The relevance of what happened 25 years ago should be obvious. But I think a look back at Living for Kicks is just as telling, because those teenagers - probably now mostly dreading a further fall in what is already Europe's lowest state pension - were dreaming of some kind of escape from the post-war state, some kind of shift towards the privatisation of the mind which for them wrongly equated with freedom. That was the "element of sadness, a wistful hankering after better things" that Farson mentioned at the programme's end. Seeing how the majority were probably only ever after the main chance and their own interests - obviously there were left-wing idealists, and one such speaks at length in Living for Kicks, but that was in Brighton, an unusual, bohemian-London-like place even back then, and even there they didn't seem like the majority - it is safe to say that they eventually got their way. But I know many of them regret it, and the way it has left their descendants in many important ways less genuinely free - in the senses that truly matter, not how much you can watch on YouTube or how much you can say on Twitter - than ever. They were indeed trapped in many ways, but the escape route they chose was fatally immune to exploitation by economic forces who pretend to care for everyone but in fact care for no-one. I will mention without comment that one of the newspaper front pages that appears in Living for Kicks is from the Daily Herald.

Meanwhile, all I can recommend is a well-worded and thoughtful (hysteria will simply strengthen our enemies) email to srconsulation@bbc.co.uk, or similarly expressing your views here. We may never get another chance to say it.


  1. Bravo for the great Daniel Farson article. I wish we had a cultural historian with your range here in Australia.

    How can I see Living For Kicks?

  2. I agree without equivocation that the present threat to the Beeb is a very worrying development indeed. Big thanks for a truly brilliant precis of the situation.

    However, while I wouldn't want to put a dampener on the encouraging surge of outrage at the announcements of last week, I have to say that the weight of focus on 6Music seems misplaced, and irks me somewhat.

    The principle of democratic plurality embodied in stations like 6Music is unassailable, but its form strikes me as being a paradigm of a certain kind of apathetic, middle mass, Guardianista-running-into-NuTory mindset.

    Cameron's Smiths/Killers/Clash soundbite is a pretty dead-on summary of the 6Music playlist, isn't it? Isn't the station a model of 50 quid bloke, pseudo-"authentic", conservative consumerism, a showcase for endless Bowie reissues and faddish ShockwavesNME-hyped nostalgia outfits?

    Bowie claiming it keeps the "spirit of people like John Peel alive" was absurd. Radio 1's nighttime schedule does a much better (though still woefully inadequate) job of that.

    There has been way too little emphasis on the loss of the Asian network. And I totally agree about 1Xtra, which has to be saved at all costs if it comes to it.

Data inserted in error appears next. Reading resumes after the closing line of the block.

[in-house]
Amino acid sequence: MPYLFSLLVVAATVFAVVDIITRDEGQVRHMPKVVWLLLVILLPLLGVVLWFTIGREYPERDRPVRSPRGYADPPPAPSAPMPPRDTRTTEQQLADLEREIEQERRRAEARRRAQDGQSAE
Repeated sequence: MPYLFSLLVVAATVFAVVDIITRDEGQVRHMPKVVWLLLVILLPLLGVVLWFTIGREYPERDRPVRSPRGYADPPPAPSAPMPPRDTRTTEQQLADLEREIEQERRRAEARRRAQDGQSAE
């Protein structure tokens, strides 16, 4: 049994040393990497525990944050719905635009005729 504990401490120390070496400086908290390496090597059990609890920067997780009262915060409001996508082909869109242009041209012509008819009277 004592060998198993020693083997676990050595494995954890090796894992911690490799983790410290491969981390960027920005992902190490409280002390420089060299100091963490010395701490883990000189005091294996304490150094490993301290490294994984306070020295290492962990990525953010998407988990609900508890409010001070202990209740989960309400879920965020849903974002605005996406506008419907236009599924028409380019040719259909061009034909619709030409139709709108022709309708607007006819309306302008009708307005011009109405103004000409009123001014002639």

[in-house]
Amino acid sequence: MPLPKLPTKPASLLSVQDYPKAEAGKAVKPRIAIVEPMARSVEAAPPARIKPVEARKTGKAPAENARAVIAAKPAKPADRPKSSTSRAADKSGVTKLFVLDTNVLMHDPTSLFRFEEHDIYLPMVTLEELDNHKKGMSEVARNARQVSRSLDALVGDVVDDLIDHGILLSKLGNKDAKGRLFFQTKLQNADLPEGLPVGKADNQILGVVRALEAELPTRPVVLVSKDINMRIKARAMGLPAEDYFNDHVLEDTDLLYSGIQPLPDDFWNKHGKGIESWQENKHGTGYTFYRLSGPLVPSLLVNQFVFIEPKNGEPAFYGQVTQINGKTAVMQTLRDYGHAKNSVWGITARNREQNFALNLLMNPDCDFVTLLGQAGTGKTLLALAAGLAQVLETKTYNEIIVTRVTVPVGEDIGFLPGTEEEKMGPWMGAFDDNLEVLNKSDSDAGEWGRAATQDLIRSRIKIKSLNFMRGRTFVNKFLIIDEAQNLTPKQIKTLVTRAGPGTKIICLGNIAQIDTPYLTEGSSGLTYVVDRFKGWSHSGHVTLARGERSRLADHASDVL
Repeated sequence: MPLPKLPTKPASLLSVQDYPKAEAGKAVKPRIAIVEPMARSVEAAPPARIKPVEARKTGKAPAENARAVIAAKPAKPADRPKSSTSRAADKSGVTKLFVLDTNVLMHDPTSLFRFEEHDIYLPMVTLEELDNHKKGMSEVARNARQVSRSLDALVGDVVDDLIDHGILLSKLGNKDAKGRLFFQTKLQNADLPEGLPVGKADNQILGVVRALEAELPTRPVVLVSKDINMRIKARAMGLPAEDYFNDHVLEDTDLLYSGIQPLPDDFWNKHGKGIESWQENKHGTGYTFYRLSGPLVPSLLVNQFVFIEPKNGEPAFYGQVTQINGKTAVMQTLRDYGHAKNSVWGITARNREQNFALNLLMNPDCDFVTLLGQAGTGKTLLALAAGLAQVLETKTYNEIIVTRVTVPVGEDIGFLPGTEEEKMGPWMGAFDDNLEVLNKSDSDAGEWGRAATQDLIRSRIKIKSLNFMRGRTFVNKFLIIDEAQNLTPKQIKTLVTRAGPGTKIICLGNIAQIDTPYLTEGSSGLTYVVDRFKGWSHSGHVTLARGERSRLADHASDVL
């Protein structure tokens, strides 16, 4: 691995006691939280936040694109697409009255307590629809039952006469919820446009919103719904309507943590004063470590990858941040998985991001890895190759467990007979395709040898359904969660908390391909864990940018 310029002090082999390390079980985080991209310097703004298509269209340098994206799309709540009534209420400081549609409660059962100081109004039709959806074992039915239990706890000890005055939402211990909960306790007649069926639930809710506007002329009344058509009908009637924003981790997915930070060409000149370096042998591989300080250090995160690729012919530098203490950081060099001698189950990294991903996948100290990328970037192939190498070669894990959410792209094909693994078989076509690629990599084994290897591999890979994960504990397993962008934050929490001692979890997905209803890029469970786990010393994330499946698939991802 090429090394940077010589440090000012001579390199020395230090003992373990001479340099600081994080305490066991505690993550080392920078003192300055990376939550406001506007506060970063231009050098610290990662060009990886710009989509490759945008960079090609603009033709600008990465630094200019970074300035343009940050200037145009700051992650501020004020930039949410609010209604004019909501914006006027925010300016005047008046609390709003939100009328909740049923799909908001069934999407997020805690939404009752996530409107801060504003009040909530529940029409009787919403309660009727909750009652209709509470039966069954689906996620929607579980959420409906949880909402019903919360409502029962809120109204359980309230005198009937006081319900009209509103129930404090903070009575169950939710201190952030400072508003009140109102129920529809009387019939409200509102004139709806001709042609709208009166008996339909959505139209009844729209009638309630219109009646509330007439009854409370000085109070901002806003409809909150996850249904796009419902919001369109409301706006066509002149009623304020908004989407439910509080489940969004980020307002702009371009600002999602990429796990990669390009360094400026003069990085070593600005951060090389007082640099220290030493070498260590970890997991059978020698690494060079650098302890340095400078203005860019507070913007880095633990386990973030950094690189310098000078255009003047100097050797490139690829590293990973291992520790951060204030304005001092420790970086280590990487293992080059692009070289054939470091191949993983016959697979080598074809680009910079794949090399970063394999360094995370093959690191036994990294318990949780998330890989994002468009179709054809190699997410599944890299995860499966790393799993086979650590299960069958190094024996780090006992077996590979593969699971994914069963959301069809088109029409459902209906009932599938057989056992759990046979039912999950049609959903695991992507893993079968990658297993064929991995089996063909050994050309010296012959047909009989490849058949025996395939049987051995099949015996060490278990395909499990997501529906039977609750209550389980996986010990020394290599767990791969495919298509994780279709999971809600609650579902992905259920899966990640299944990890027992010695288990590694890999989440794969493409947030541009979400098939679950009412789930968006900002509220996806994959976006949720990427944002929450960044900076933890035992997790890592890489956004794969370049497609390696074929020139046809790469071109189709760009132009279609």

3. Jake - you can't, as far as I can make out. It's not available on DVD or on YouTube or Google Video. My copy is from a 1992 rerun on Channel 4 here in the UK - I could send you a copy, if you contacted me privately (though I find my email address almost too embarrassing to mention anywhere - long story on that one).

    Alex - I do pretty much agree with you re. 6Music's *form*. I don't personally choose to listen to it very much - as far as DAB is concerned, I spend most of my time with 1Xtra, and while I support the station in *principle*, I find what it is in *practice* somewhat depressing - culturally offputting, as you say, for many of those reasons (I'd probably listen to the Freakzone - itself a depressingly conformist and sneery title - every week, even if it still had THAT NAME, if anyone other than Stuart Maconie presented it). An important part of the Peel spirit was the openness to black pop in defiance of the insularity of the indie culture that many people wrongly feel was *all* he represented, and there's nothing like that on BBC radio at the moment - 1Xtra does a good job but it is a form of ghettoisation, nobody who doesn't already like that kind of music will be turned on to it that way.

    I agree that it is depressing that the Asian Network has been played down. In my email to the BBC's consultation address, I mentioned an element of closet racism within the Tory party which I felt had influenced them over the Asian Network, and I specifically stated that 1Xtra should be defended if those same elements target it. I don't think people should be afraid to say this, and I think we can draw some fairly depressing conclusions from the fact that some 6Music fans - well-meaning and public-spirited as they fundamentally are - aren't saying it. Within indie culture, it was always possible to be admirably politically progressive in theory, but alarmingly self-segregating in practice - note that 6Music's audience is largely made up of people who were buying NME and MM twenty years ago, and we all know that those papers sold fewer copies whenever black artists were on the cover ...